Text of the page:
The Economic Recovery Is Sparking Inflation Fears Around The World

• China’s economy grew 10.3 per cent in 2010, inflation grew 5.1 per cent.

14 of 21 emerging-market central banks hiked rates in the past two months.

• British inflation could exceed 4 per cent this year.

After cooling down a notch last year, the global recovery is heating up again. A spate of stronger-than-expected economic reports around the world shows that growth is speeding up and broadening across countries and industries.

The benefits for global trade, especially for U.S. exports, are clear, but this new phase of the upturn also brings new risks. Inflation is picking up in China and other emerging-market economies, as well as in Britain, and the world’s central banks have taken notice.

So have investors, who are increasingly concerned that keeping inflation in check will require higher interest rates, which could put a new chill on the recovery.

“Global economic activity appears to be accelerating sooner and by more than we had anticipated,” economists at J.P. Morgan said in a recent research note. Unlike 2010, when growth was driven mainly by manufacturing, as businesses rebuilt their inventories, this new strength reflects a pickup in both manufacturing and services, suggesting a much broader upturn in global demand. Economists say this duel strength is reminiscent of mid-2003, when global GDP boomed at about a 5 per cent clip for three quarters in a row.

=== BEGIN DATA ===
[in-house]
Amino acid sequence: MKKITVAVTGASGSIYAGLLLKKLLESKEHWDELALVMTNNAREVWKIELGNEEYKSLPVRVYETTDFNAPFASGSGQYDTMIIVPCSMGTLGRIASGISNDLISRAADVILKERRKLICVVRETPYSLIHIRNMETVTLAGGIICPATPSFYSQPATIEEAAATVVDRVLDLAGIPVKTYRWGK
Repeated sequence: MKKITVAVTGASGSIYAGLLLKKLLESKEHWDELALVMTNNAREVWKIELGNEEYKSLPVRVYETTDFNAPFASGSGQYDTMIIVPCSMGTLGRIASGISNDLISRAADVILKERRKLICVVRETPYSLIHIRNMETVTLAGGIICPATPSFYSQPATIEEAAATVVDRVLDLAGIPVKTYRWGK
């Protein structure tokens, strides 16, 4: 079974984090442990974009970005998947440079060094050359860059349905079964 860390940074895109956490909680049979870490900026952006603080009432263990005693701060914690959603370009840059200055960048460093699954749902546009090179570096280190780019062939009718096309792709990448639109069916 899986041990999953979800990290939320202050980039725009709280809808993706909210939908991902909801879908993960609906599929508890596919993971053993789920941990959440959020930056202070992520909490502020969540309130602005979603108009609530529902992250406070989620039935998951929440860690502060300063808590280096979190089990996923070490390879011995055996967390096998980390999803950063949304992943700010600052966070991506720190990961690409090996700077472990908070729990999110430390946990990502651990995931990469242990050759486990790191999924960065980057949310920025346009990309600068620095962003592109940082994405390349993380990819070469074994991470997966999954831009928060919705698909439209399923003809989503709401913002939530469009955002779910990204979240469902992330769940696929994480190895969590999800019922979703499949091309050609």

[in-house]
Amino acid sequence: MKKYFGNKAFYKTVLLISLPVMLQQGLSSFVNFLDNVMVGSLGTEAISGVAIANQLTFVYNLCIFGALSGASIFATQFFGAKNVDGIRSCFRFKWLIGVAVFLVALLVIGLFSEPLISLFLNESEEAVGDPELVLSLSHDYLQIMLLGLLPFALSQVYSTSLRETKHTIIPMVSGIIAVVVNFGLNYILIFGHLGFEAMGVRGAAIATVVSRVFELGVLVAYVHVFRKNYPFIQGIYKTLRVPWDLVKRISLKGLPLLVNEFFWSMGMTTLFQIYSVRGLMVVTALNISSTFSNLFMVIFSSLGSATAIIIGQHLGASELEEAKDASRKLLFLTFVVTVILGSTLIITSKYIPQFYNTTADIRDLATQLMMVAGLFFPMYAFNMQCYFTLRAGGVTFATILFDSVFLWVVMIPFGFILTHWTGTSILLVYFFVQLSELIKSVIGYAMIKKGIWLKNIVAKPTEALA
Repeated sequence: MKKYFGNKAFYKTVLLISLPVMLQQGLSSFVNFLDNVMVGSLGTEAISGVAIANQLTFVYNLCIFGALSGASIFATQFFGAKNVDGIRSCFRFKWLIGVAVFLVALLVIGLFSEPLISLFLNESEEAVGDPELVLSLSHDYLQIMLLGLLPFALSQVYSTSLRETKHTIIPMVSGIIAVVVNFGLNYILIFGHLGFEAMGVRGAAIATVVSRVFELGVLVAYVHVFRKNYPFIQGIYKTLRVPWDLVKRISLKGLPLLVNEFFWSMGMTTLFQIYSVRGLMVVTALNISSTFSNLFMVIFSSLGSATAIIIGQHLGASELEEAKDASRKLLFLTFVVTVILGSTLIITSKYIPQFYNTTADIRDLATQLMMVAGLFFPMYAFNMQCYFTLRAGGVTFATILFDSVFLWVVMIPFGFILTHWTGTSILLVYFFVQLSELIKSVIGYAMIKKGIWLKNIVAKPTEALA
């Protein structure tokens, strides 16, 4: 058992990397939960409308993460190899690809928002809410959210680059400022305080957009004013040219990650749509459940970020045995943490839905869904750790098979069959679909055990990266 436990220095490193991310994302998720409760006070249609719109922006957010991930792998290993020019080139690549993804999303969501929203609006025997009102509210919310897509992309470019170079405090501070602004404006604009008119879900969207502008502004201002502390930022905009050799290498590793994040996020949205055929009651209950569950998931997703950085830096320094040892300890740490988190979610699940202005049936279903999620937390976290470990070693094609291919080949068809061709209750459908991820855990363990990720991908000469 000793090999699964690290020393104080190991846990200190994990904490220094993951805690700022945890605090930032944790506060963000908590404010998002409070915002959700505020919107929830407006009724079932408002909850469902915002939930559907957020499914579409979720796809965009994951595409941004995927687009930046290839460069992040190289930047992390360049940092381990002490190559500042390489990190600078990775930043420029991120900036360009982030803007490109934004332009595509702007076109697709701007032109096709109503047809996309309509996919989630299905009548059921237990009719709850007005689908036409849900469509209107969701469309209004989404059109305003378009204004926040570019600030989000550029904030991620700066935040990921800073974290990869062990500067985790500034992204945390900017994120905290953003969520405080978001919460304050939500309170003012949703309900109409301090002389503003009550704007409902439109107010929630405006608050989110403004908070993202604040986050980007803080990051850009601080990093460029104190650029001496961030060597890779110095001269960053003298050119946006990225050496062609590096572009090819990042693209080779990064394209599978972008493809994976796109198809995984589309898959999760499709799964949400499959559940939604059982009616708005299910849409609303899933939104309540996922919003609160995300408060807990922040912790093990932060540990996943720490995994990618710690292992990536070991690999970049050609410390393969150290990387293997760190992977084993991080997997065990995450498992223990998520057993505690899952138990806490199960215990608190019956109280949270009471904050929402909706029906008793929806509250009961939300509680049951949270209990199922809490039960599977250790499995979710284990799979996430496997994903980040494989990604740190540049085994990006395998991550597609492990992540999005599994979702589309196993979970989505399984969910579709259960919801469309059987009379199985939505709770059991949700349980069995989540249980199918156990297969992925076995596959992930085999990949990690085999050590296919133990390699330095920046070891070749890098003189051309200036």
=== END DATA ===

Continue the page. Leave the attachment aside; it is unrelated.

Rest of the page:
This global reacceleration, in which the U.S. is taking a leading role, raises a new question: Does the world face looming inflation? The pressure is greatest in emerging-market economies, which barely felt the financial crisis and recession. They began the global recovery already using a relatively high percentage of available workers and production facilities, and the upturn quickly took up much of what slack was remaining, creating upward pressure on prices. The recent surge in commodity prices, especially in food and energy, has added even more steam.

The spotlight has been on China, whose GDP grew 10.3 per cent in 2010 and is expected to slow only slightly in 2011. fuelled mainly by rising prices for food and energy, Chinese inflation jumped to 5.1 per cent in January, from 1.5 per cent in January 2010. China’s central bank raised its benchmark interest rates on Feb. 8 for the third time since October, and a further increase seems likely in an effort to quell inflation and control asset bubbles. It’s not just China. J.P Morgan analysts say that 14 of the 21 emerging-market central banks they follow have raised rates in the last two months.


Photo: The Fiscal TImes

But just as the global economy suffered a two-tier recession, which slammed advanced economies but barely touched emerging-market nations, the inflation outlook is also two-tiered. Growing price pressures in the developing world are not being reinforced by upward price pressures from developed economies. Amid continued high unemployment, business conditions in the U.S., the euro zone and Japan will not support a sudden and rapid rise in pricing power. “The picture is quite different in advanced economies, where still-ample economic slack and well-anchored inflation expectations will generally keep inflation pressures subdued,” according to the Jan. 25 update of the International Monetary Fund’s World Economic Outlook.